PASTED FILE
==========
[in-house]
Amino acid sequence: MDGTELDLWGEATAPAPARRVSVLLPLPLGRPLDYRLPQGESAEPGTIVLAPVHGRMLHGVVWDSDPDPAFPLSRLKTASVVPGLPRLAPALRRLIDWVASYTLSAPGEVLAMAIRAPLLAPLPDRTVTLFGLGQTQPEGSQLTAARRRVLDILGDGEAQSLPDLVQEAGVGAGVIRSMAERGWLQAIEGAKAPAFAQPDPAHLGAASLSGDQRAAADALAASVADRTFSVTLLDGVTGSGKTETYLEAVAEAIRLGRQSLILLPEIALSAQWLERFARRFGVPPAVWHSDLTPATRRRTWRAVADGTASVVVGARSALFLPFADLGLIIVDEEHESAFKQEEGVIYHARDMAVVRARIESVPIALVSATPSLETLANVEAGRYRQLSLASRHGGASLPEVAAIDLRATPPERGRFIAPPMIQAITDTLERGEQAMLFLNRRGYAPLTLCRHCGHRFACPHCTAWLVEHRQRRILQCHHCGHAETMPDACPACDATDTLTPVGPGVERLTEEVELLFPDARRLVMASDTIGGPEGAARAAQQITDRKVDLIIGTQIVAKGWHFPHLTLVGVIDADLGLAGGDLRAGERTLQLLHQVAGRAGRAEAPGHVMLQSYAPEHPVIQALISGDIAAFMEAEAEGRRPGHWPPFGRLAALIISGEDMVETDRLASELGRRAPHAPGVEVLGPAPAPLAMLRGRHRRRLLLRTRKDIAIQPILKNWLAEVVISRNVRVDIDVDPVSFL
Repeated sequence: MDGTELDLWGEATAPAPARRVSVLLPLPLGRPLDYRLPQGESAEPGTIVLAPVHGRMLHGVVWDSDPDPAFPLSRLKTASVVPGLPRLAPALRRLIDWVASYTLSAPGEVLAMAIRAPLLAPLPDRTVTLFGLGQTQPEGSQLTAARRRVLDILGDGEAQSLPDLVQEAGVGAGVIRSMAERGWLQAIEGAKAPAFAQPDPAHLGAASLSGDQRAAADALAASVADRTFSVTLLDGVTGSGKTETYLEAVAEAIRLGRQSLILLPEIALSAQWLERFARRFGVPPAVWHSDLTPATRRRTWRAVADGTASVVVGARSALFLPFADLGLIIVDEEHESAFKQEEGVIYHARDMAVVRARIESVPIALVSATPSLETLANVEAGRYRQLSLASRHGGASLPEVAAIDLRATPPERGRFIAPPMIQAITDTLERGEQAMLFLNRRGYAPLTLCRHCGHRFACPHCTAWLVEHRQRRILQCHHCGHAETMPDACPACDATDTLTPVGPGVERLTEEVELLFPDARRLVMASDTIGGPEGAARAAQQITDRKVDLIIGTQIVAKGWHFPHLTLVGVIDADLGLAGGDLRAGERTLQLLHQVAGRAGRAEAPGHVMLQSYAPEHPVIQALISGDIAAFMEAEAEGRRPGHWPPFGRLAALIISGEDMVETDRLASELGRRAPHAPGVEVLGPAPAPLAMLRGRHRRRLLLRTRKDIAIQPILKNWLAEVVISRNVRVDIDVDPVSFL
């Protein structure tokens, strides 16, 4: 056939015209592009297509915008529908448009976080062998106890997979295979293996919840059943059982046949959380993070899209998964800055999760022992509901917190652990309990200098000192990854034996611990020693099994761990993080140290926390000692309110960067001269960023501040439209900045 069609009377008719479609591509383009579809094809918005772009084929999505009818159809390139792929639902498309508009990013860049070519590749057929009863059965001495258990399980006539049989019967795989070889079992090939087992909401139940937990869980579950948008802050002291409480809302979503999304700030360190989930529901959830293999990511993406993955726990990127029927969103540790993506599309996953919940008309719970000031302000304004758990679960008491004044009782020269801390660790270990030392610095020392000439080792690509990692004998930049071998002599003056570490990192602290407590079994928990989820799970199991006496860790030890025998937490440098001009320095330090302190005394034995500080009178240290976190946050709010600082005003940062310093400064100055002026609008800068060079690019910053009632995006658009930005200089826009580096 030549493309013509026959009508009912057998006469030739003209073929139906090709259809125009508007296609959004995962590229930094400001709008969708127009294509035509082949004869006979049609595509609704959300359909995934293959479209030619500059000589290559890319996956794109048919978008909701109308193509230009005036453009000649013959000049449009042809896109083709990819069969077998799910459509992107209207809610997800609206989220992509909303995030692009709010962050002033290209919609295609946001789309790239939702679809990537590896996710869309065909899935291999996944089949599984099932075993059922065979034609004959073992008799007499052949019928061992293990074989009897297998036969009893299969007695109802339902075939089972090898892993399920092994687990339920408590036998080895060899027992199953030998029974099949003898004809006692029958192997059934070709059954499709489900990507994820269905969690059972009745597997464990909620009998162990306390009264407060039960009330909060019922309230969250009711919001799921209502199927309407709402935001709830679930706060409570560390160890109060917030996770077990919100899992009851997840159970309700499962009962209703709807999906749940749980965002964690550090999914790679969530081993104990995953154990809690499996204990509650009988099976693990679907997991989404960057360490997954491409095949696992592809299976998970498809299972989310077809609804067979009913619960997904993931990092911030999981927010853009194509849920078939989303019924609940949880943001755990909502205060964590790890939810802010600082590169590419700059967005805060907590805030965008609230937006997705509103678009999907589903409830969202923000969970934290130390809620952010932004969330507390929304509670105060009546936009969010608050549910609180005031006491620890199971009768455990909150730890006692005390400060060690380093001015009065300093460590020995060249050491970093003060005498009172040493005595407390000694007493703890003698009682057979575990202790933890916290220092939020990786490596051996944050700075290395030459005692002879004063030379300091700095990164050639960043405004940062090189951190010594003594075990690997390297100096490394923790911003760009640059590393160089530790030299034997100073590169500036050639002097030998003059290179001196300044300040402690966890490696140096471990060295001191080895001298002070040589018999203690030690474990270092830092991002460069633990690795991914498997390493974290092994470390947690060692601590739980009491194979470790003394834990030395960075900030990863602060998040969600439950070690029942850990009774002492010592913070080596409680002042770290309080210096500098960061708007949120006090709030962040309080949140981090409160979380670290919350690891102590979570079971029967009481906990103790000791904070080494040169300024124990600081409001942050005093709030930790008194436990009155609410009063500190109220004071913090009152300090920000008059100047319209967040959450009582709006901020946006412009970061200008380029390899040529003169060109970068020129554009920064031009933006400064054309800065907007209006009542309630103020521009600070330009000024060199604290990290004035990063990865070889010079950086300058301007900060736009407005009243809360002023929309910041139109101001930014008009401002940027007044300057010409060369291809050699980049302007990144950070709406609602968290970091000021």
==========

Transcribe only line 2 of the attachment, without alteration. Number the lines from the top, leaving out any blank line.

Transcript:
Amino acid sequence: MDGTELDLWGEATAPAPARRVSVLLPLPLGRPLDYRLPQGESAEPGTIVLAPVHGRMLHGVVWDSDPDPAFPLSRLKTASVVPGLPRLAPALRRLIDWVASYTLSAPGEVLAMAIRAPLLAPLPDRTVTLFGLGQTQPEGSQLTAARRRVLDILGDGEAQSLPDLVQEAGVGAGVIRSMAERGWLQAIEGAKAPAFAQPDPAHLGAASLSGDQRAAADALAASVADRTFSVTLLDGVTGSGKTETYLEAVAEAIRLGRQSLILLPEIALSAQWLERFARRFGVPPAVWHSDLTPATRRRTWRAVADGTASVVVGARSALFLPFADLGLIIVDEEHESAFKQEEGVIYHARDMAVVRARIESVPIALVSATPSLETLANVEAGRYRQLSLASRHGGASLPEVAAIDLRATPPERGRFIAPPMIQAITDTLERGEQAMLFLNRRGYAPLTLCRHCGHRFACPHCTAWLVEHRQRRILQCHHCGHAETMPDACPACDATDTLTPVGPGVERLTEEVELLFPDARRLVMASDTIGGPEGAARAAQQITDRKVDLIIGTQIVAKGWHFPHLTLVGVIDADLGLAGGDLRAGERTLQLLHQVAGRAGRAEAPGHVMLQSYAPEHPVIQALISGDIAAFMEAEAEGRRPGHWPPFGRLAALIISGEDMVETDRLASELGRRAPHAPGVEVLGPAPAPLAMLRGRHRRRLLLRTRKDIAIQPILKNWLAEVVISRNVRVDIDVDPVSFL